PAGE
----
The National Park Service has named disability advocate, Jeremy Buzzell as the Branch Chief for the Accessibility Management Program. Buzzell began in his new position on August 25. He joins the National Park Service after working for more than 20 years in disability policy with different federal agencies including the U.S. Department of Education (DOE), the Transportation Security Administration (TSA) and the Library of Congress.
“I’m excited to combine my passions of advocacy for people with disabilities with my love of the outdoors. It is the perfect match,” says Buzzell when asked what attracted him to the NPS Branch Chief position.
Buzzell began his career as a Presidential Management Fellow and later a Legislative Fellow to Senator Ted Kennedy, with whom he worked on disability policy. In 2004, he was appointed to the DOE Office for Special Education and Rehabilitation Services where he oversaw implementation of the department’s assistive technology program. He later served as the Branch Manager for Disability for the Transportation Security Administration (TSA) within the U.S. Department of Homeland Security. There he was responsible for outreach to the disability community, policy development, training, and civil rights complaints regarding accessibility of TSA checkpoints at airports across the United States. Most recently, Buzzell served as a Program Specialist to the Chief of Support Operations at the Library of Congress.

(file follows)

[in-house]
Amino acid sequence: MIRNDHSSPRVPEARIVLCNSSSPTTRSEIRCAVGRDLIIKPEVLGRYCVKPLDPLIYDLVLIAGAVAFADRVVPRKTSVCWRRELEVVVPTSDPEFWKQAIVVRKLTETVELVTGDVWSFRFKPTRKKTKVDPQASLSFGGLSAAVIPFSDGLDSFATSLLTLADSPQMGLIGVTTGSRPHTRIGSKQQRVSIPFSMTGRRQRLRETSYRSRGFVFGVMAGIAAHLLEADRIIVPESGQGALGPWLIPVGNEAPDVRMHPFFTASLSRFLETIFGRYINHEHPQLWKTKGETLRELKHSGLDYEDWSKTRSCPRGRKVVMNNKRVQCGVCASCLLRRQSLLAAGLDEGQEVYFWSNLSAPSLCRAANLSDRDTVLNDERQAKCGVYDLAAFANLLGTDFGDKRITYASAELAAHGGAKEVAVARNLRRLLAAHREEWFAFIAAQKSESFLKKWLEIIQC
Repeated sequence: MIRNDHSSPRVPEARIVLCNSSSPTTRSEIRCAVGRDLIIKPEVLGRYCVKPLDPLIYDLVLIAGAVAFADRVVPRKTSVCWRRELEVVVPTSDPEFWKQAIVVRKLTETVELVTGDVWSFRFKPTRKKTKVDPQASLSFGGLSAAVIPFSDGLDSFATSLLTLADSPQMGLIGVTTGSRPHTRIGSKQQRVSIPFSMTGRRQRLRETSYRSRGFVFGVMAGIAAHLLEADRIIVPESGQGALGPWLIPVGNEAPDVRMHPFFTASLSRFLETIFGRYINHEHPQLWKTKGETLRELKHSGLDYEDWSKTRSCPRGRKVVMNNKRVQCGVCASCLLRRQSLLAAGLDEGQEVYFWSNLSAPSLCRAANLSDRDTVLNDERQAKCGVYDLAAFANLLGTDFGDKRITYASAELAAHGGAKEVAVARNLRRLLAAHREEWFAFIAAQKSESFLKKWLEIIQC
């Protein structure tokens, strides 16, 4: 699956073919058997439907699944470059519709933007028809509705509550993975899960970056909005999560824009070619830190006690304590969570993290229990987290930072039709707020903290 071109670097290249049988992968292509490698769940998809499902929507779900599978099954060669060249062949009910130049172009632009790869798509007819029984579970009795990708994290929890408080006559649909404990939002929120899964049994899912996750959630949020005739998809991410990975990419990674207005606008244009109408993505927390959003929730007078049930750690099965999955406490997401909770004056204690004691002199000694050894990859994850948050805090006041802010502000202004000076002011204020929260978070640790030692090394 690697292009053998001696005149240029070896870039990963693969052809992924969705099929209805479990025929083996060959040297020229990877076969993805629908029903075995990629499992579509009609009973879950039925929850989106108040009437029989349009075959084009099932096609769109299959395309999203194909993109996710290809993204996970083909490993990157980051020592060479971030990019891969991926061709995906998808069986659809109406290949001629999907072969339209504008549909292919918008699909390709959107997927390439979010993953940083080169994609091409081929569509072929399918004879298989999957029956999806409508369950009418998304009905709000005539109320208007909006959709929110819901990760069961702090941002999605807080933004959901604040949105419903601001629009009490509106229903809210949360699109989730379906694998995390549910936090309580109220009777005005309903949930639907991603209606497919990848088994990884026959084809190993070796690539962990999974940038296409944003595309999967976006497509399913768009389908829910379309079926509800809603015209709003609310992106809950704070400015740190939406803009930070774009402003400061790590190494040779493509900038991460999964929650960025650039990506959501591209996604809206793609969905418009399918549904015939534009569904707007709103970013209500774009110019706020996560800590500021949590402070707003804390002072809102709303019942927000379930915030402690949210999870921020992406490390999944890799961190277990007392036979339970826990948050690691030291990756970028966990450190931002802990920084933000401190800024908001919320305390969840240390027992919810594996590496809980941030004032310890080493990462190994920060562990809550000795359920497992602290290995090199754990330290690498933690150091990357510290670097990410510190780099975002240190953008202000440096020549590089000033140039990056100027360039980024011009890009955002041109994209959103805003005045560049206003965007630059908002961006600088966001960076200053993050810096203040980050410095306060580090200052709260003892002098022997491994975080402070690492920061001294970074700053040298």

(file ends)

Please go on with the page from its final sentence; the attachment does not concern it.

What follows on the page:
Buzzell believes his experience with TSA and the Library of Congress will serve him well at the Park Service when it comes to adapting Section 504 and the accessibility standards in the very diverse context of outdoor recreation and preservation. “We have to figure out how to adapt global goals [of inclusion and accessibility] to a very specific environment and context to meet the needs of a very broad range of the population of people with disabilities. Managing that level of diversity and trying to apply the universal design principles in very different environments like the geography of the park or the historic nature of the facility is very challenging. [We need to ask] How do we creatively find solutions?”
Buzzell holds a bachelor’s degree in special education from Boston University and a master’s degree in disability studies from Syracuse University. His love for the outdoors stems from growing up in North Carolina among the Blue Ridge Mountains where he would go hiking, fishing and camping. Now with two small children of his own, his family enjoys camping in Shenandoah National Park and visiting the nature centers in Montgomery County, Maryland.
“I have been blessed to have the opportunity to work with federal agencies, disability experts and advocates in Washington and across the country. I hope to bring those really good relationships and a good understanding of the groups to bridge the gap of advocacy and Washington bureaucracy,” says Buzzell.